Thirdly, Mary teaches me to intercede. To do that, like her, I need the grace, first of all, to notice. There are people in my family, in my workplace, in my parish who are hurting. There is the lady who just learned she has breast cancer, the man who is grieving the death of his wife, the woman whose husband just walked out on her, the teenager confused over his parents’ divorce.
In my concern with my own affairs, I can easily overlook the victim on the roadside. But Mary has that mother’s intuition about her children in need. From her I need to learn to notice those whose wine has run out and hear her voice in my heart, “They have no wine.” And when I do not have the resources to supply their needs, I must do as Mary did and tell Jesus about it, maybe being even a little more insistent than she needed to be as his mother. That is intercession.
Presence, Compassion, and the Spirit. Finally, Mary teaches me about presence. At the home of Elizabeth, it was not just Mary’s service but her presence that supported her older relative in the last weeks of her pregnancy. The filmmaker Woody Allen once said, “Eighty percent of life is just showing up.” We know how important that is at funerals, not for the sake of the dead but the living who are grieving.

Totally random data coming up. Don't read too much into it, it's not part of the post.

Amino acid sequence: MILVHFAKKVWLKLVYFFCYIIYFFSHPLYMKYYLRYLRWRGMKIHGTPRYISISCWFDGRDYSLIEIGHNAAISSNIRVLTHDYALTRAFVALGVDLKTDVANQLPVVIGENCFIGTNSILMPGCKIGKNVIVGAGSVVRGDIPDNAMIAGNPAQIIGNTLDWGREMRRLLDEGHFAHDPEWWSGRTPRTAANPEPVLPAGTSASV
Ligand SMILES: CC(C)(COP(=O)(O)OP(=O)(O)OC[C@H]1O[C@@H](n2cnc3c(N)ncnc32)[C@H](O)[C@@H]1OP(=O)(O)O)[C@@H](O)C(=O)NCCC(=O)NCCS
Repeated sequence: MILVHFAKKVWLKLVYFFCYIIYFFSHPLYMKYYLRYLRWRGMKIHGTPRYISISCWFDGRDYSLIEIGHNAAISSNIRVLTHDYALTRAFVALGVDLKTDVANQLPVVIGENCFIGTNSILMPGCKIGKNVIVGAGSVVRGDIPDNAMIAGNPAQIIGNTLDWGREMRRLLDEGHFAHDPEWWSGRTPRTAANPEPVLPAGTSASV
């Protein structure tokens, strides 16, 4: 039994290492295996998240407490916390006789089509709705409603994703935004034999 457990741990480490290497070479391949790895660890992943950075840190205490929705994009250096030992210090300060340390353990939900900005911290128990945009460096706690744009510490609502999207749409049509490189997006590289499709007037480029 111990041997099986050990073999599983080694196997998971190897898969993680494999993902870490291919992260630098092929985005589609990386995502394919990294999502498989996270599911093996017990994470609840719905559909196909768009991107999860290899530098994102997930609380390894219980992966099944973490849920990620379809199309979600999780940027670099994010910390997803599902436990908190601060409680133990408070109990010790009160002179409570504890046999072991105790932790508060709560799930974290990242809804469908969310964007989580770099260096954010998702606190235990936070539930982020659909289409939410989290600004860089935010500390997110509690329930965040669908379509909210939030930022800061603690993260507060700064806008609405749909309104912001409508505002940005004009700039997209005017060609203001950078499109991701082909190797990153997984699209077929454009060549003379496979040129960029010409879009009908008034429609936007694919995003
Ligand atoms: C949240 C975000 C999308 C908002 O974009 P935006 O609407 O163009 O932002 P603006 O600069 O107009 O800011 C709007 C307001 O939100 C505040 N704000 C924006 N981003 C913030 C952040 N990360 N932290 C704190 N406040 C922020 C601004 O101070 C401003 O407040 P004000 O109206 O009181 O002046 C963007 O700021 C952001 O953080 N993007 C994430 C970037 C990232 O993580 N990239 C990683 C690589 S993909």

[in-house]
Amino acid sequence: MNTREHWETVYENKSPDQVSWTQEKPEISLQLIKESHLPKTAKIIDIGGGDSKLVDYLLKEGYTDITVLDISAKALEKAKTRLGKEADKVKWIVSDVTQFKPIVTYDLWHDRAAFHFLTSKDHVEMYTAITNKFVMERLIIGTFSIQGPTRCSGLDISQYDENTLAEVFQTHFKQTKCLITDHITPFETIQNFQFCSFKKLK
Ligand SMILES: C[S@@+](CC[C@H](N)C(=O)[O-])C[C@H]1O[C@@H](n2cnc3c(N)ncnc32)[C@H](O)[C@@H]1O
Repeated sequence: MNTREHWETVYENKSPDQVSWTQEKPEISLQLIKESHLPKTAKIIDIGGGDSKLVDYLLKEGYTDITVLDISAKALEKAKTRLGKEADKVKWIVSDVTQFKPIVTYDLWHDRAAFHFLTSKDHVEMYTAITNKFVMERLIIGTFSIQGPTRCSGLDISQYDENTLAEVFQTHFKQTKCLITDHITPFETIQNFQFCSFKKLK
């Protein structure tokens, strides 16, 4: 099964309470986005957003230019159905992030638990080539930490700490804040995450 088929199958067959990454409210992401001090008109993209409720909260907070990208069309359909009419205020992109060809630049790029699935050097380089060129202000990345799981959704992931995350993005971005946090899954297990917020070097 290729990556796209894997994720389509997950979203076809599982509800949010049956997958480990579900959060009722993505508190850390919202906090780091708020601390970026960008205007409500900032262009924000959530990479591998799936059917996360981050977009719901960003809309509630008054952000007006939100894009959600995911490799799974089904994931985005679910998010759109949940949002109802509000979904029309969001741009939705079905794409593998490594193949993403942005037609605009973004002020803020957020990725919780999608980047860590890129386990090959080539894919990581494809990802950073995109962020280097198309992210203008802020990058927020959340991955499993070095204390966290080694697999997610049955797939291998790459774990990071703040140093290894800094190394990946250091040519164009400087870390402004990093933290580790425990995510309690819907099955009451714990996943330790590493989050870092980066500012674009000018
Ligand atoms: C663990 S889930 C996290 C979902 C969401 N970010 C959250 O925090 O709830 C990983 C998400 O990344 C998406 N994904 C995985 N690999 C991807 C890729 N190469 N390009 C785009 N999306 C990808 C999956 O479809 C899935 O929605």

Showing up is a function of compassion. Compassion means to suffer with, and this is where, joining Mary at the foot of the cross, I learn the wisdom and the fruitfulness of pain. To see the crucified Jesus through the eyes and the heart of his mother is to experience compassion at its ineffable depth. If Mary was one with Jesus in every moment of his life, she was one with him when he needed her most, on Calvary. What was transpiring before her eyes was happening in her heart. Long before Paul, she could say, “In my flesh I am filling up what is lacking in the afflictions of Christ on behalf of his body, which is the church” (Colossians 1:24). This is where our suffering finds its dignity and its meaning, whether it springs from our own flesh or from the pain of others that becomes ours through compassion.
Presence, thus, is twofold. Mary was constantly in the presence of Jesus, whether physically or spiritually through love. She was also fully present to Elizabeth in her need. So she can teach me how to be present to others, but most especially how to be present to God in prayer. Sometimes Mary would speak with Jesus, but at other times, she would just look at him with love, as she had done when she held him as a baby in her arms. Wordless wonder and adoration. I can do that before Jesus in the Blessed Sacrament. And doing it with Mary at my side adds a note of tenderness to the awe.
Finally, we see Mary at prayer, present with the community, waiting for the coming of the Holy Spirit, and then rejoicing when he comes. Scripture doesn’t tell us of any other role she plays except that she persevered with them in prayer. Certainly Mary at Pentecost invites me to be in constant prayer for the outpouring of the Holy Spirit upon the Church, and what better companion can I have than the one who welcomed the Holy Spirit at the very conception of Jesus?
You can’t have a better prayer partner than the mother of Jesus.
Fr. George Montague is a professor of theology at St. Mary’s University in San Antonio, Texas.